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Vendors and system integrators both cooperate and compete



System integrators would be able to do very little good for their clients without the technology provided by automation product vendors. Conversely, many vendors have realized that their products alone won't satisfy an end user's automation needs. Someone has to assemble all of the pieces and make them work together.

There was a time when the vendors themselves would provide all of the required design and installation services for end users who lacked the necessary technical resources in-house. Early automation products weren't typically all that sophisticated, but most were expensive and all were proprietary. Vendors enjoyed significant profit margins and could afford to include an engineer for free with “every box.” And they pretty much had to. No one else was going to be able to figure out how to make their products work.

But in recent years, many automation products have been reduced to commodities that most companies can afford and understand. Open-architecture hardware and Windows-based software combined with more competitive pricing have opened the door to third-party service providers like system integrators.

Having recognized this trend, virtually all major automation vendors have created partnership programs for carefully selected system integrators who receive special training, pricing and technical support. In return, these “certified” or “authorized” integrators are expected to recommend that vendor's products whenever possible. Some vendors claim that over half of their sales come through system integrators who either buy products directly or specify the products that the end user buys.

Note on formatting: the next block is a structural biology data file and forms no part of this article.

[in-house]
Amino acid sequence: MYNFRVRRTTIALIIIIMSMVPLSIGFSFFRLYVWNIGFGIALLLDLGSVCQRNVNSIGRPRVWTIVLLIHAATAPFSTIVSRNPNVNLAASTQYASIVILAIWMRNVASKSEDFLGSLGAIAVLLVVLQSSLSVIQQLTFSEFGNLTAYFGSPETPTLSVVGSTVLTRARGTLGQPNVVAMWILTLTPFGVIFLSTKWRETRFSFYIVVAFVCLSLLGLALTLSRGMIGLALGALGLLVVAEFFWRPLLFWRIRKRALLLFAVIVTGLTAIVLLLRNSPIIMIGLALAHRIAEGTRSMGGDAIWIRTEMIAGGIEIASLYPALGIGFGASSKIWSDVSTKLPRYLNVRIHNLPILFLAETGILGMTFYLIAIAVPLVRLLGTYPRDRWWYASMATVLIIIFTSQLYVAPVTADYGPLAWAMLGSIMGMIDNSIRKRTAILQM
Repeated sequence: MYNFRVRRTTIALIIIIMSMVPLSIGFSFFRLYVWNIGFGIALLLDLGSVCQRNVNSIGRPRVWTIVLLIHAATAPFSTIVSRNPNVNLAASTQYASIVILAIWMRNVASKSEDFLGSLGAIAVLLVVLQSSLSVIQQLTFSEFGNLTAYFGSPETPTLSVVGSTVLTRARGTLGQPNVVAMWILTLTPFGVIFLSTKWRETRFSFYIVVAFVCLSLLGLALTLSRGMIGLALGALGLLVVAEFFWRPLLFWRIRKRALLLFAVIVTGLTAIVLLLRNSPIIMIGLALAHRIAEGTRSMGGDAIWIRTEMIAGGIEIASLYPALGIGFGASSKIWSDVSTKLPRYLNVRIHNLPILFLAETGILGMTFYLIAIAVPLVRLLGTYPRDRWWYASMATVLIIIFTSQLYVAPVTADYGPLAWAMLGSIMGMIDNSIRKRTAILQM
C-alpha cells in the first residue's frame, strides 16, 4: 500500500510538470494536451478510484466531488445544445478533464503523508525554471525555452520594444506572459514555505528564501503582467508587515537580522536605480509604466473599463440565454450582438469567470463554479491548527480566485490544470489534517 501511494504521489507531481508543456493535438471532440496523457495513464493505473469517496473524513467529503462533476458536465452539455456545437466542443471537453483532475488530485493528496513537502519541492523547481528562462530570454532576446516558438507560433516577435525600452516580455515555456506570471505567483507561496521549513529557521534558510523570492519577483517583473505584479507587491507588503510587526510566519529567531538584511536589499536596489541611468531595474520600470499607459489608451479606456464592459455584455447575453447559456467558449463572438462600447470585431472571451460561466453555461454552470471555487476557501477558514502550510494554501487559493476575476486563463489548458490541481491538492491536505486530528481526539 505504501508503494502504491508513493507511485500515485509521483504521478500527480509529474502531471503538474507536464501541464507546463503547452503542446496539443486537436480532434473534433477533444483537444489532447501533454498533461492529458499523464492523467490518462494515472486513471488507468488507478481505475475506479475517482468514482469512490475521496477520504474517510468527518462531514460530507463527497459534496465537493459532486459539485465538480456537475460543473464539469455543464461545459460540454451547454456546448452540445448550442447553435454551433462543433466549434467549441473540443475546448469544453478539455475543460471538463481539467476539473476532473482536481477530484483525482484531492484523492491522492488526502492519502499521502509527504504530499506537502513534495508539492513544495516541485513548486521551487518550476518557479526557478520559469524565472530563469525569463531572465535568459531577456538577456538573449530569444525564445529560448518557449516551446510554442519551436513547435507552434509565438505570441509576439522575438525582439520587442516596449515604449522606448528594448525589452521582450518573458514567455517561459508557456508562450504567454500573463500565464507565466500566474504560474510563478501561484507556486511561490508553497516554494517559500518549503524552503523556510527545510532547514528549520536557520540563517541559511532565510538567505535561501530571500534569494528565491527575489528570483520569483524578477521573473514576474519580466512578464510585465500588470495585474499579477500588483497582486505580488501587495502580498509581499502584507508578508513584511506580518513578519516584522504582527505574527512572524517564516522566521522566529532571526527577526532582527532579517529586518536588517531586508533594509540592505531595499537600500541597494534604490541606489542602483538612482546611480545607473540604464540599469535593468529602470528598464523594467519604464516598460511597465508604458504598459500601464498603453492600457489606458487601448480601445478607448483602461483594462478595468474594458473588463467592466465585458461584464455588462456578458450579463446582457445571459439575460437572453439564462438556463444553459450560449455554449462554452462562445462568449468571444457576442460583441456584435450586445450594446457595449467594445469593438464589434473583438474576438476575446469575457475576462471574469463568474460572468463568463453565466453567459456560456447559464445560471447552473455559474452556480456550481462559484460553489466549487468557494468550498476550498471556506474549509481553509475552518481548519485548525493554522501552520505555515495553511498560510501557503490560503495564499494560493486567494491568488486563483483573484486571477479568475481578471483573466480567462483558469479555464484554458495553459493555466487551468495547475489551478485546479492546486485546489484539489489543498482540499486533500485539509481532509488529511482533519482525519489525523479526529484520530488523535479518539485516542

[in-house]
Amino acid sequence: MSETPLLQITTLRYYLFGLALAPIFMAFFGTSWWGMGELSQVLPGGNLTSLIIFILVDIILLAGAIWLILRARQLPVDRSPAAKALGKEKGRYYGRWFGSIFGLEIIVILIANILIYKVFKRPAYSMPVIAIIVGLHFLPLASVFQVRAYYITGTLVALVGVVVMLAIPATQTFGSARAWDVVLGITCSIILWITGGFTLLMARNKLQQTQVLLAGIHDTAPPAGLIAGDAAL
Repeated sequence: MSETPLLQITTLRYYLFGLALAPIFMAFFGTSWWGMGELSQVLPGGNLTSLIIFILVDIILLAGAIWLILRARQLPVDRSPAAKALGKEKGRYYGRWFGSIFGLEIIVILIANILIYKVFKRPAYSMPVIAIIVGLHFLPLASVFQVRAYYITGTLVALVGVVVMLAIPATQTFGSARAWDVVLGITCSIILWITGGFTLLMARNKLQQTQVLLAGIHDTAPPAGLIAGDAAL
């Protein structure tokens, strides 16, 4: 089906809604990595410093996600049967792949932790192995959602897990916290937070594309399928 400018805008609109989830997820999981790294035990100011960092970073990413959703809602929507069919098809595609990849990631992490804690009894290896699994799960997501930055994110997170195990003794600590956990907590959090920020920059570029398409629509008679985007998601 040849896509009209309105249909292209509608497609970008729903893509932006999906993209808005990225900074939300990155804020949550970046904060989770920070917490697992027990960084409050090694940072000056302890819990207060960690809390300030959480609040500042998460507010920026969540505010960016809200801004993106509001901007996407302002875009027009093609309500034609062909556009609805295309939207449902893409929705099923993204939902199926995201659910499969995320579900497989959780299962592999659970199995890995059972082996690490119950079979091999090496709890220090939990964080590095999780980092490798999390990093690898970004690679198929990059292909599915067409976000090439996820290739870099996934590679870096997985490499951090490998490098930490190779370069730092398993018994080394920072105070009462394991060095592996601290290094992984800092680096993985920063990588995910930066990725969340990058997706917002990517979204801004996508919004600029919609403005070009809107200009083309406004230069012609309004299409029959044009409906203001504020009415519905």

Conversely, the vendors and their distributors are a rich source of leads for their system integrator partners. System integrators generally tend to rely on referrals to find new work and distributors routinely learn of upcoming projects every time an end user inquires about a product. The synergy is almost symbiotic. The integrator gets a project on which to work, the end user gets the outside engineering assistance they need and the distributor gets another purchase order to pass along to the vendor.

Some vendors take the partnerships further, bringing a local partner on sales calls to reassure users that they can get everything they need for projects from cooperating sources. An integrator nearby has the expertise to make it work.

Some vendors realize the income potential of providing products and services themselves but are forced to adapt to lower profit margins, tempted to get into system integration even if it means competing with their integrator partners. As in the early days of automation, some vendors include an engineer with every box, but now they charge for services by the hour.

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